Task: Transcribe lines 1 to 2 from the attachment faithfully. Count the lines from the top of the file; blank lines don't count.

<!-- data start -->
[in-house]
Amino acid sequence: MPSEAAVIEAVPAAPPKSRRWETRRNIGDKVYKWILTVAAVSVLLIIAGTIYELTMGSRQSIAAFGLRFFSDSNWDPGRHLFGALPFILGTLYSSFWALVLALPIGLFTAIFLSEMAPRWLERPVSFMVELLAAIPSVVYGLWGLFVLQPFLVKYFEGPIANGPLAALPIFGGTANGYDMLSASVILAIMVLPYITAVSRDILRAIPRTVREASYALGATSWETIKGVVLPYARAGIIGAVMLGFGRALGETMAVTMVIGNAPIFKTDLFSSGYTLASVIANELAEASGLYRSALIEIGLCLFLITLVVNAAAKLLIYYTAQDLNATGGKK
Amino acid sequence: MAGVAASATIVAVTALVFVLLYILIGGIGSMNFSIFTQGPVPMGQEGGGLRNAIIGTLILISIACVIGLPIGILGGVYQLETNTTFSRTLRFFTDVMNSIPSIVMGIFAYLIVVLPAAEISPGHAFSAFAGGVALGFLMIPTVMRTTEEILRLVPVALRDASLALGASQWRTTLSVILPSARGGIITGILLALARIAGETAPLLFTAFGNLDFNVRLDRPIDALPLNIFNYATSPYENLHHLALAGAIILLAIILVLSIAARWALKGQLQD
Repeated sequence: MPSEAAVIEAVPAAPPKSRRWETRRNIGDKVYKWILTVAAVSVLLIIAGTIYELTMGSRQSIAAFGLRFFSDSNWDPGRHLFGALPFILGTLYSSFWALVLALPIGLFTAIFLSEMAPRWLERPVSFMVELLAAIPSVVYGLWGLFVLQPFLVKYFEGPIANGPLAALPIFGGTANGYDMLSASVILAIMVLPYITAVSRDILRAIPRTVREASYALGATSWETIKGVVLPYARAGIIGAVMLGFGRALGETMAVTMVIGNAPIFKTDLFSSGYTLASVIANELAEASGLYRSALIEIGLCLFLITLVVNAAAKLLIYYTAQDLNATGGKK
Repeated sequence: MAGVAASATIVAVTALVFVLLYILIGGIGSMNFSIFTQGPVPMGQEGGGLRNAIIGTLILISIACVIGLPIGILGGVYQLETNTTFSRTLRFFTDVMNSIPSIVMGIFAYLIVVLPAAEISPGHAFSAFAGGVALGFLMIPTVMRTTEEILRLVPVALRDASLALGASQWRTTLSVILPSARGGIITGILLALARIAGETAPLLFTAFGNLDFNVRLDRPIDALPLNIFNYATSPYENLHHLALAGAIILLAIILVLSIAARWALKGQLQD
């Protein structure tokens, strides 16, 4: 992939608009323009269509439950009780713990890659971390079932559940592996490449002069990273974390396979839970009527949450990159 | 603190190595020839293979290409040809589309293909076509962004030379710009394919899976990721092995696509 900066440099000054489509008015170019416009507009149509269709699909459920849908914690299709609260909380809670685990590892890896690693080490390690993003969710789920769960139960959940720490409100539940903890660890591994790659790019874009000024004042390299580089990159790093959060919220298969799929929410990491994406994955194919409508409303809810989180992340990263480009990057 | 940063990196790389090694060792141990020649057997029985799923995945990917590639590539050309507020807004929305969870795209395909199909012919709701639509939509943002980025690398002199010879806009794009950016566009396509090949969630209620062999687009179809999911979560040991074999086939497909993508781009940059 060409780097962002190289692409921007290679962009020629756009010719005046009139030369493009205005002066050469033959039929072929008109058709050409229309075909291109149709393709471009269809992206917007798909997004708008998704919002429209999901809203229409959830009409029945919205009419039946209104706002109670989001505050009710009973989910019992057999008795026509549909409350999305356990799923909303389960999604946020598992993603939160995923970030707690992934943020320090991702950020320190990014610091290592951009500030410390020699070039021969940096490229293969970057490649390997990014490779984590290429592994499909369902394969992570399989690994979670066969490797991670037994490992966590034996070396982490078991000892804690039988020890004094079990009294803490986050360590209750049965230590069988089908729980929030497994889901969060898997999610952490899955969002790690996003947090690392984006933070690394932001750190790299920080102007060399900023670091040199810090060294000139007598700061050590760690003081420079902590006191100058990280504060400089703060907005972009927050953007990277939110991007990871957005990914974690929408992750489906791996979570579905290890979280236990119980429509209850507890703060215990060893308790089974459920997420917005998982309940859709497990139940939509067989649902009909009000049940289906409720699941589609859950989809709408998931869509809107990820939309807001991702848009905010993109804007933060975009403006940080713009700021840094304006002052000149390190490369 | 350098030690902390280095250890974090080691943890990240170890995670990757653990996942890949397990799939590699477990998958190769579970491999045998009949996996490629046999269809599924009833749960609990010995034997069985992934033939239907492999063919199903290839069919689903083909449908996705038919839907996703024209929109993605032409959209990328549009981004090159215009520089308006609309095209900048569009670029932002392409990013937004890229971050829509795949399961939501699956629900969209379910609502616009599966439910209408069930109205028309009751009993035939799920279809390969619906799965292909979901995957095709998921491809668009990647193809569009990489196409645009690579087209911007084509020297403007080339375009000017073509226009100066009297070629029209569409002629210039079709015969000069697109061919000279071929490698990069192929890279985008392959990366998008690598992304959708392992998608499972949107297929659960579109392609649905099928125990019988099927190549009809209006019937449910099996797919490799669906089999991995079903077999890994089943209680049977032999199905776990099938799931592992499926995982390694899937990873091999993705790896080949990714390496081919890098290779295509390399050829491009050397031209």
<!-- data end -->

[in-house]
Amino acid sequence: MPSEAAVIEAVPAAPPKSRRWETRRNIGDKVYKWILTVAAVSVLLIIAGTIYELTMGSRQSIAAFGLRFFSDSNWDPGRHLFGALPFILGTLYSSFWALVLALPIGLFTAIFLSEMAPRWLERPVSFMVELLAAIPSVVYGLWGLFVLQPFLVKYFEGPIANGPLAALPIFGGTANGYDMLSASVILAIMVLPYITAVSRDILRAIPRTVREASYALGATSWETIKGVVLPYARAGIIGAVMLGFGRALGETMAVTMVIGNAPIFKTDLFSSGYTLASVIANELAEASGLYRSALIEIGLCLFLITLVVNAAAKLLIYYTAQDLNATGGKK